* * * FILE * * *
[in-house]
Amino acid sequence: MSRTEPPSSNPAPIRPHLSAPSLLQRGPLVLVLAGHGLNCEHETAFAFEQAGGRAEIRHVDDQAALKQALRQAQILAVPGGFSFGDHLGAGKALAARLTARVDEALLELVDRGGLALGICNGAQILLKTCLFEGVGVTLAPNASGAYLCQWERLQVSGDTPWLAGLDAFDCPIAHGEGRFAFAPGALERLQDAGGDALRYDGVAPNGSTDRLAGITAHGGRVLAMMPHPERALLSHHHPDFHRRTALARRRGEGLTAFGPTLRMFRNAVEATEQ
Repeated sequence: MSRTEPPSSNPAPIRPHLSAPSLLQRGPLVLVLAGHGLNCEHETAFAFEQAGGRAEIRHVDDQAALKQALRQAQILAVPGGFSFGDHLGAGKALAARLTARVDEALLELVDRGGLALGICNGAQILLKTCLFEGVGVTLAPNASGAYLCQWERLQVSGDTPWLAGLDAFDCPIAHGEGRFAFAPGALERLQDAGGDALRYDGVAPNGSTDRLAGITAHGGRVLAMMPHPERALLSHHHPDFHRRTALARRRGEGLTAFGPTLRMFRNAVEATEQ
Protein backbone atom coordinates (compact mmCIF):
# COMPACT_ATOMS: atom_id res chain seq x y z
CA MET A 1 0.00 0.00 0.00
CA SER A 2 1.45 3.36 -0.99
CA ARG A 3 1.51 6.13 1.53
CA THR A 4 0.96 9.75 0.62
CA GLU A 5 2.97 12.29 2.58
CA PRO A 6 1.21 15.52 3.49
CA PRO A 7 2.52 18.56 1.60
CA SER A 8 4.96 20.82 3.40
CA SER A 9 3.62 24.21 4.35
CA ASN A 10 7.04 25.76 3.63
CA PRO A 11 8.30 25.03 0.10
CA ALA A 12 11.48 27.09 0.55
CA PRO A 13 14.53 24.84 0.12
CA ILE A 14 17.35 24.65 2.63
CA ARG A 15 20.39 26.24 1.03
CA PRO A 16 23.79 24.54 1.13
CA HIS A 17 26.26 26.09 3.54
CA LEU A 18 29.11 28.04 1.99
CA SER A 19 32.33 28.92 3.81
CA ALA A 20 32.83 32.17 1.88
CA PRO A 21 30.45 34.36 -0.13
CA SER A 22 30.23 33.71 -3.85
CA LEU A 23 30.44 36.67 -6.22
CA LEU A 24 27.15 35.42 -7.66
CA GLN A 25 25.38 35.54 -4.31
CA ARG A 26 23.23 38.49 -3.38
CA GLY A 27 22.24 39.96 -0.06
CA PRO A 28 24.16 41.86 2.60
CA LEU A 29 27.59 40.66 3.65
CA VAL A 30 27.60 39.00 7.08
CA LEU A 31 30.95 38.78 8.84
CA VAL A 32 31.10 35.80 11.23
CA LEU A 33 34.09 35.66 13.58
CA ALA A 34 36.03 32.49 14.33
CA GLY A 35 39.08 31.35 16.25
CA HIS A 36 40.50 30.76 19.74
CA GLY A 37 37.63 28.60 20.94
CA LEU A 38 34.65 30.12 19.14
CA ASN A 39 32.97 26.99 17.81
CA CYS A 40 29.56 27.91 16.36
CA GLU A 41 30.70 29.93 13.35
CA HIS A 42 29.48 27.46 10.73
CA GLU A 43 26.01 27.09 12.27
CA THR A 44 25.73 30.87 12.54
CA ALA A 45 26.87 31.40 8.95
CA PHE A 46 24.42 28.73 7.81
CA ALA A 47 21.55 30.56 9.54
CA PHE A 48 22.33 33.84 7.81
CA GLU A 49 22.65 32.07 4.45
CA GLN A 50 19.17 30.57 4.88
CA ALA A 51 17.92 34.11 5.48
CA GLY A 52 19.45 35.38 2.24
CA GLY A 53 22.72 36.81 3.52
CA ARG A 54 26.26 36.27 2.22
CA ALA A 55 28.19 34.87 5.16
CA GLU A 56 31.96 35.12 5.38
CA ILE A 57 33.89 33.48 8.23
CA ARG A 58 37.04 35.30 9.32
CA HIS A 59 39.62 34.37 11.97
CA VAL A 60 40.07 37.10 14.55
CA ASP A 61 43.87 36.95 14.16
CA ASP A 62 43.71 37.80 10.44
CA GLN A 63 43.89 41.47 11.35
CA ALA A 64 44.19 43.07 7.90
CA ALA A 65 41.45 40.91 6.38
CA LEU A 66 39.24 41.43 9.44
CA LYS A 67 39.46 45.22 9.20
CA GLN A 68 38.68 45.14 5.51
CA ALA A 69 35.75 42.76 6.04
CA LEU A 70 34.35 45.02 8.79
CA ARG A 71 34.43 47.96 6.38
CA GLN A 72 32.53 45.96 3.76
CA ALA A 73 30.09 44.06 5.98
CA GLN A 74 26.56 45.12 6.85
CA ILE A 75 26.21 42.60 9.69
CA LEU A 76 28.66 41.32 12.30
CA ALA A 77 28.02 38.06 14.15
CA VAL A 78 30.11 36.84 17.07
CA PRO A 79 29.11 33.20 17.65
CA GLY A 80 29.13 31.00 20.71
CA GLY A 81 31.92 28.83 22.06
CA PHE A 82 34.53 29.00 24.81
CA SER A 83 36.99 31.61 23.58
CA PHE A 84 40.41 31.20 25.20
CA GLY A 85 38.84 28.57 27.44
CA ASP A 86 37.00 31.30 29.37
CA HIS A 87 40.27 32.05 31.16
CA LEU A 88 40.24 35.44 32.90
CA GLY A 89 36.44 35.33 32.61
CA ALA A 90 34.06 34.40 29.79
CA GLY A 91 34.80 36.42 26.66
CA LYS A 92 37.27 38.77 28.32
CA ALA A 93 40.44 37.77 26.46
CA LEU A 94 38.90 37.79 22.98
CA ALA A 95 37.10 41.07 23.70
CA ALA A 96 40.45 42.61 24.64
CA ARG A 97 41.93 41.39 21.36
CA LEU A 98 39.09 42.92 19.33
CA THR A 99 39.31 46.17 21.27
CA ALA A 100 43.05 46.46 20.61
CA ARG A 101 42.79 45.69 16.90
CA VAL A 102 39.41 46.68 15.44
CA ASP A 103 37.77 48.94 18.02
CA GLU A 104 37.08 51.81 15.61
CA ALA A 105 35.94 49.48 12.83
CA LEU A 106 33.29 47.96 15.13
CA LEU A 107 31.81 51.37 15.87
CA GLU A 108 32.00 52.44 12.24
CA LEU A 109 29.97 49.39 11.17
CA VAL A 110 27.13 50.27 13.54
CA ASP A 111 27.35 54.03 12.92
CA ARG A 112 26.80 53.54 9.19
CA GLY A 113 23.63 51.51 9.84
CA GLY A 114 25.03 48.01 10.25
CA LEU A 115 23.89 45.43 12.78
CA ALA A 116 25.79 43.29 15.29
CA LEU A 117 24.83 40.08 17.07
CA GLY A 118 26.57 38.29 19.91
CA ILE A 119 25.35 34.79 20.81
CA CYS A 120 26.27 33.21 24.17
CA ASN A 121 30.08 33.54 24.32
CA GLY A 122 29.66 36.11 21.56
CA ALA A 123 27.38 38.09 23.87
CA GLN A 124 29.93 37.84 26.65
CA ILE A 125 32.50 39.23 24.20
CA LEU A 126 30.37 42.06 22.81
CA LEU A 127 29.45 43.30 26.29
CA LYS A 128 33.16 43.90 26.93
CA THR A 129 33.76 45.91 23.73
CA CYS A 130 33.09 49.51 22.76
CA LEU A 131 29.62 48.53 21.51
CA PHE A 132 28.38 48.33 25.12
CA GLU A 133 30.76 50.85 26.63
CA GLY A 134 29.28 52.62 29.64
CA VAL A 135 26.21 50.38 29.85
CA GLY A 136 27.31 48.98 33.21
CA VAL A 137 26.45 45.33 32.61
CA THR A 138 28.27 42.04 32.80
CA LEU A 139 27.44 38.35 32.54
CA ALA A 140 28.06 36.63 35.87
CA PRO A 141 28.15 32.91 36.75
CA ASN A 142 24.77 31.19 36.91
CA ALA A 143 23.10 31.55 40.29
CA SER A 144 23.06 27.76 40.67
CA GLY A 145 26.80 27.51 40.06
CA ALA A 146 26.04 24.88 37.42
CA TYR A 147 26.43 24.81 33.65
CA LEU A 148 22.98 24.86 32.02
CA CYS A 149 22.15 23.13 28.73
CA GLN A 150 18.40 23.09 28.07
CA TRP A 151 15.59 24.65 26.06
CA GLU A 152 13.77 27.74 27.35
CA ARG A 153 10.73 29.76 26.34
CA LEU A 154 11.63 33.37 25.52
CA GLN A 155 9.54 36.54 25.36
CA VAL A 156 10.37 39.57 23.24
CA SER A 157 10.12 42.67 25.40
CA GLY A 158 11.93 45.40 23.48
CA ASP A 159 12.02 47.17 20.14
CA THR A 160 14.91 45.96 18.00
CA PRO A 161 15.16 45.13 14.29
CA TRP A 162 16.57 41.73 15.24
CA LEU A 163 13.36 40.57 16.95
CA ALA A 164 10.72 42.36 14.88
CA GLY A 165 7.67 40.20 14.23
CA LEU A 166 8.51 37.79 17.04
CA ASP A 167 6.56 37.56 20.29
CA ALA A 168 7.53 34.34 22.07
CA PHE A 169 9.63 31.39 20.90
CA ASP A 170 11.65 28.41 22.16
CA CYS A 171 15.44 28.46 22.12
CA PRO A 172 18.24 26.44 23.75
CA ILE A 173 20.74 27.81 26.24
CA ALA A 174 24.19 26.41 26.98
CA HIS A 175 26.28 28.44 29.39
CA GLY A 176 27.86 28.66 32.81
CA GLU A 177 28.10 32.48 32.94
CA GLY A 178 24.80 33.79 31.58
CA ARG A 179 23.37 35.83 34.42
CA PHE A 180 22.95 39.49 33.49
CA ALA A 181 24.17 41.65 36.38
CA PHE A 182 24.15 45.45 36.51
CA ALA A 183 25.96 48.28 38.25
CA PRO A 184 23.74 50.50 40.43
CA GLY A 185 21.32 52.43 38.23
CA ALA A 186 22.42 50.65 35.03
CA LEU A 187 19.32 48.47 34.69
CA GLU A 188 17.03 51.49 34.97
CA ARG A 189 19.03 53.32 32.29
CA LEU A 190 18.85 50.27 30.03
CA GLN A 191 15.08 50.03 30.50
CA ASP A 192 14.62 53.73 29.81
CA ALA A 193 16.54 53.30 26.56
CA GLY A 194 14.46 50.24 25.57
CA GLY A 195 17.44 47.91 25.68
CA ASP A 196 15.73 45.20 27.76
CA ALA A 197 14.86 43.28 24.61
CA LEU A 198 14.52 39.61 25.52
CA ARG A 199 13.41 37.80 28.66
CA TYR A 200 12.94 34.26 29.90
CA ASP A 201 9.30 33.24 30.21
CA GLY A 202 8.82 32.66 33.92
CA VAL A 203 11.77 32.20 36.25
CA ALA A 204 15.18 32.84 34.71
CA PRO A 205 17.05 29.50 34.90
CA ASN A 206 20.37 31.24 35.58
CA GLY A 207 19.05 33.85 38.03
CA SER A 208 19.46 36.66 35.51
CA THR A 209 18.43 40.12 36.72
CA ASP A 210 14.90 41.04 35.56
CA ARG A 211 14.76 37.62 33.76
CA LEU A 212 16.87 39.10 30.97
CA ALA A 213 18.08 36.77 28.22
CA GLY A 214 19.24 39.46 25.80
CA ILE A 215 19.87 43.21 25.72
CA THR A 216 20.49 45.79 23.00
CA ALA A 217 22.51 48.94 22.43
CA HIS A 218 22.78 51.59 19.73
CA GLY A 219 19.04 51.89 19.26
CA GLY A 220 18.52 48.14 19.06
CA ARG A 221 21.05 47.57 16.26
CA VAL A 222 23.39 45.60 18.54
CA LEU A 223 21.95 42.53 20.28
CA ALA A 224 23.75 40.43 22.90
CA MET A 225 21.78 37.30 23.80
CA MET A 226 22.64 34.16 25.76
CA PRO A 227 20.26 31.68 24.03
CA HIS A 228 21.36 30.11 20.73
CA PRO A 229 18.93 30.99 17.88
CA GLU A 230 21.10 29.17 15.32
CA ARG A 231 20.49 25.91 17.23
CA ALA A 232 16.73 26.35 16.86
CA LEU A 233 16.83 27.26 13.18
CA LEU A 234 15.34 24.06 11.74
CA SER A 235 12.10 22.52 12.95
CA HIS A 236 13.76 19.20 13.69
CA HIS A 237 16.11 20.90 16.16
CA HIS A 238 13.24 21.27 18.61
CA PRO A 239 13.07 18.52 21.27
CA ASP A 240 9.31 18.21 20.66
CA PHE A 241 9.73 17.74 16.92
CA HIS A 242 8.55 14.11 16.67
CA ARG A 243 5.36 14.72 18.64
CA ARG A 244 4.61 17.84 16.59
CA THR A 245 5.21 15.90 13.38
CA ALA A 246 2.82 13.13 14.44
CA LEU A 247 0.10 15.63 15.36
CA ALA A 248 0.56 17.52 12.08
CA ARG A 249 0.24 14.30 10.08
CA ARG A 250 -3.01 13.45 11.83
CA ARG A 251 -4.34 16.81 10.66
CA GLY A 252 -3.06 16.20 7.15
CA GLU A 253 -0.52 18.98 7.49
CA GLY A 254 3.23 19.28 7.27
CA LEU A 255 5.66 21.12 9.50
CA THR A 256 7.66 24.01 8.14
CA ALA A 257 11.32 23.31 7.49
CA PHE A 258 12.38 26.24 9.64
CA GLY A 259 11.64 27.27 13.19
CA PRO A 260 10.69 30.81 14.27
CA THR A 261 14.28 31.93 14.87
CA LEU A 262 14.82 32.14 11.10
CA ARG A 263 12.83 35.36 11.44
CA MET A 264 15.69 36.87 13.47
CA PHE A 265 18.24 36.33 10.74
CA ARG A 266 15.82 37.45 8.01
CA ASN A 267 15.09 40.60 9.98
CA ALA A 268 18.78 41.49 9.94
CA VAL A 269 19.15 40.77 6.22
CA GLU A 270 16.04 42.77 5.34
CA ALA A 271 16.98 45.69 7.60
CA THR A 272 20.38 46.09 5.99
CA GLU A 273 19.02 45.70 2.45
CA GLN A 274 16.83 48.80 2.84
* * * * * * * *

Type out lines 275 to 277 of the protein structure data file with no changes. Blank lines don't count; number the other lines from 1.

CA GLU A 270 16.04 42.77 5.34
CA ALA A 271 16.98 45.69 7.60
CA THR A 272 20.38 46.09 5.99